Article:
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These 10 Natural Anomalies Will Have You Believing in Magic

From a fire blazing inside a New York waterfall to mysterious hums in New Mexico, these natural anomalies have yet to be fully explained.

Our planet is one weird place to live. Even though we’re currently going through the 21st century, where technology is abundant and science has explained many aspects of how the world works, some intriguing places still bear a mystery and defy the conventional. These spots with natural anomalies are curious and chilling, amusing and downright bizarre. From eerie lights in the distance and out-of-place craters to gravity-altering roads and strange desert circles, the earth still hasn’t revealed all of its cards, and it’s a great reason to be curious and explore further.

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PHOTO: annaspies [CC BY-NC-ND 2.0]/Flickr
1 OF 10

The Marfa Lights

WHERE: Marfa, Texas

It’s sunset, and the desert is still anticipating the coming of darkness. Suddenly, just when the last sunray hits the horizon, glowing orbs appear and lazily float in the sky, pulsating and multiplying. It’s the Marfa Lights, a mysterious sensory phenomenon in the high desert of Texas. Ever since it was spotted by a local shepherd in the 19th century, this Dustland Northern Lights-like spectacle has been a beacon for generations of curiosity-driven tourists that come to Marfa in hopes of seeing the mythical anomaly for themselves.

What makes the lights exciting is there still isn’t an explanation for what causes it. Of course, there were suggestions that it’s a UFO or ghosts, as well as some more down-to-earth answers like car traffic lights and atmospheric differentiations. But we’re still not sure. You can try your luck in spotting this rare phenomenon at Marfa Lights Viewing Center next to the U.S. Route 67.

INSIDER TIPMarfa is famous for its minimal art scene. Visit the Chinati Foundation created by celebrated American artist Donald Judd and a faux-Prada boutique installation in the desert by Elmgreen and Dragset.


PHOTO: Felix Lipov/Shutterstock
2 OF 10

Fairy Circles in the Namib Desert

WHERE: Namibia

With its endless red dunes and seemingly lifeless outlook, the Namib Desert is a fitting example of a post-apocalyptic world. You could have seen the Namib Desert, for instance, in films such as Mad Max: Fury Road, where it served as the wasteland backdrop. Apart from being one of the oldest deserts in the world, it is also famous for the patches of barren land surrounded by grass lovingly called “fairy circles.”

Seen from above, these circles look as if someone polka-dotted the earth to a beautiful-yet-eerie result. The origin of these circles has been a subject of a much-heated debate, with various studies attributing the empty land inside a circle to the toxic bush sap, termites, and radiations. With or without explanation, the fairy circles are one of the highlights of a visit to Namibia and its many natural wonders.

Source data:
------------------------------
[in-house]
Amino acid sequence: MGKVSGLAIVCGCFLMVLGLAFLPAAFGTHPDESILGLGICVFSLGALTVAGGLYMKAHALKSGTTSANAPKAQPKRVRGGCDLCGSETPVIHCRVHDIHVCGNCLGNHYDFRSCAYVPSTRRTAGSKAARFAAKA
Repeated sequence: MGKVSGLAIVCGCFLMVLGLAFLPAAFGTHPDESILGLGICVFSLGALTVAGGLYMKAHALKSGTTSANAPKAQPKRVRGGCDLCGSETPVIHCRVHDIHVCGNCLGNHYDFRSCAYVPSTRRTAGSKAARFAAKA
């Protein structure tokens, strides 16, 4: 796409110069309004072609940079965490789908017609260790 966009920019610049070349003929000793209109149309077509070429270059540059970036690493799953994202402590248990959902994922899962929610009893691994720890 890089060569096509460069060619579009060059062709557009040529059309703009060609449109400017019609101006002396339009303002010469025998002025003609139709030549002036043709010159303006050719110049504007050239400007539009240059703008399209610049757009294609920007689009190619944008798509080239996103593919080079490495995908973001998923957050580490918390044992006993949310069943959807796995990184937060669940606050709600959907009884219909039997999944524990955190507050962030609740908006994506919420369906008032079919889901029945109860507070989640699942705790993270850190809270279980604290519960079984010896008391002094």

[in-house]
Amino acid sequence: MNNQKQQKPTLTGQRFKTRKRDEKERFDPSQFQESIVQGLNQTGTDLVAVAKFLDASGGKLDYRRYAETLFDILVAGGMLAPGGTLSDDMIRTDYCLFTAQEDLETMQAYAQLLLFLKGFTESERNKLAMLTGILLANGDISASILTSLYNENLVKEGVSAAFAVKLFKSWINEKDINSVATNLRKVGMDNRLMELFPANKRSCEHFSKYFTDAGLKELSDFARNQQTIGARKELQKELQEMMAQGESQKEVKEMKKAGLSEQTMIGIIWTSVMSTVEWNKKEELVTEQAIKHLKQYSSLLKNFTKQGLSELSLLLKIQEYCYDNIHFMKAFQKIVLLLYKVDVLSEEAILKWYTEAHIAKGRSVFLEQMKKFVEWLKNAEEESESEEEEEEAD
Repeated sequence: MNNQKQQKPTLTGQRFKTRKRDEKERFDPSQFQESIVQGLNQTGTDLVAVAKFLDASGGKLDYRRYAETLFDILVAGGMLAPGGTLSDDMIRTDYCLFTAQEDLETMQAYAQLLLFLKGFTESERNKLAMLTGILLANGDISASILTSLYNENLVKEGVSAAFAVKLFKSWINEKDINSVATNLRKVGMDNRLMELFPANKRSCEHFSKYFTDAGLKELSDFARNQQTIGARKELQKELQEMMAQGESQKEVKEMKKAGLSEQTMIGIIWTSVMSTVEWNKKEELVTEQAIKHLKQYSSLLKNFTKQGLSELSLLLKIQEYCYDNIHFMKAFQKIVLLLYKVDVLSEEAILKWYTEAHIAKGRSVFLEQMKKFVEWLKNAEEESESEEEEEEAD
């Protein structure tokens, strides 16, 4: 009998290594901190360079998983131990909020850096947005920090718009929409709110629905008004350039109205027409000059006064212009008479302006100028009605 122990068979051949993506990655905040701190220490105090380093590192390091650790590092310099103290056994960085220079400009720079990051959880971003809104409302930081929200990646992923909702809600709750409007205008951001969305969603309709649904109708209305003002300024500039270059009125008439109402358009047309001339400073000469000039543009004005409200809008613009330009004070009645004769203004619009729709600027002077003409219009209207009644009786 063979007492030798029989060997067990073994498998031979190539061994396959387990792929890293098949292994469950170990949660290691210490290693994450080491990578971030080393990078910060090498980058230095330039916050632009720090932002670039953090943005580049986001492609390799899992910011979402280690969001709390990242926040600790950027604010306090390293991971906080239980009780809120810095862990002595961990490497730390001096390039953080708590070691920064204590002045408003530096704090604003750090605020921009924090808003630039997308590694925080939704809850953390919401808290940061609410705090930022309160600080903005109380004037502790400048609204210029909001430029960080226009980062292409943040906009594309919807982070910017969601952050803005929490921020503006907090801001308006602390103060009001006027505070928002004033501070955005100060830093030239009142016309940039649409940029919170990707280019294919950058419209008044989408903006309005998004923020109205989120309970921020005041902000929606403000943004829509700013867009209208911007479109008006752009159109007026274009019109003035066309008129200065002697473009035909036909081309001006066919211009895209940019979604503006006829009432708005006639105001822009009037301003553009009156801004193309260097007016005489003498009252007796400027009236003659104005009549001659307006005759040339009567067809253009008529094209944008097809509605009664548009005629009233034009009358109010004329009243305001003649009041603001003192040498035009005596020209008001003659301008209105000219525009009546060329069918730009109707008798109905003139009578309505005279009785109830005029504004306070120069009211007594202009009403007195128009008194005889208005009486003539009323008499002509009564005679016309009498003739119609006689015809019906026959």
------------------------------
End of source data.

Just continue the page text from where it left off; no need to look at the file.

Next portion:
PHOTO: Jay Ondreicka/Shutterstock
3 OF 10

Eternal Flames Falls

WHERE: Chestnut Ridge Park, New York

In pre-tourism times, if you were exploring the rainy forests of the Chestnut Ridge area and stumbled upon this waterfall, you might have believed in the presence of higher powers because inside this waterfall sits a burning flame. Puzzling and mesmerizing, this popular natural attraction is just a 20-mile drive from downtown Buffalo and is one of the rarest formations of such kind on earth. Although the “fire inside a waterfall” concept seems quite far-fetched and unreal at first glance, mother nature sure knows how to surprise. In this case, the phenomenon is caused by natural gas emitted from the hydrocarbon seep (pocket) found underneath the attraction.

INSIDER TIPStart your hike at the 277 Chestnut Ridge Eternal Flame Falls Trail entrance and be prepared for a rugged-yet-short path up to the waterfall.


PHOTO: Juergen_Wallstabe/Shutterstock
4 OF 10

Lord Howe Island's Time

WHERE: Lord Howe Island, Australia

Although you can’t actually see time, Lord Howe Island’s case is a curious anomaly that makes this tiny volcanic paradise stand out in the world. It has self-imposed a time zone it shouldn’t be in to align clocks with New South Wales, more than 600 miles away in mainland Australia. It is currently the only place in the world in the UTC+10:30 time zone, adding 30 minutes to the clocks instead of an hour during Daylight Savings Time.

Apart from this clock extravaganza, Lord Howe Island is a remarkable and isolated place to visit with no phone signal, spectacular landscapes, and dormant volcanoes. Although it’s quite hard to get to, the island is a perfect destination to completely unwind, and give in to the beauty of this UNESCO-protected reserve of Tasman Sea biodiversity.

INSIDER TIPTwelve miles southwest of Lord Howe Island lies the impressive Ball’s Pyramid, the tallest volcanic stack in the world where the planet’s rarest insect—the Dryococelus australis—lives.


PHOTO: Iv-olga/Shutterstock
5 OF 10

Santa Cruz Mystery Spot

WHERE: Santa Cruz, California

Opened during the U.S. Golden Age of roadside attractions in June 1941, the Santa Cruz Mystery Spot is one of the most famous and beloved California optical illusion destinations. While visiting, there will be a lot of exclamations and surprises. Like when the ball rolls backward or when you can recreate the Titanic pose standing on a table while leaning down unnaturally. It’s not magic, though; the place is built on a so-called gravity hill, a natural anomaly that creates an optical illusion of defied gravity. Such spots can be found in many places across the world, but in Santa Cruz, the curious phenomenon is used to its full touristic potential. Also, it’s a fun attraction that boasts mid-century Americana charms and gives an amusing time, thus a perfect idea for a family day trip from Silicon Valley.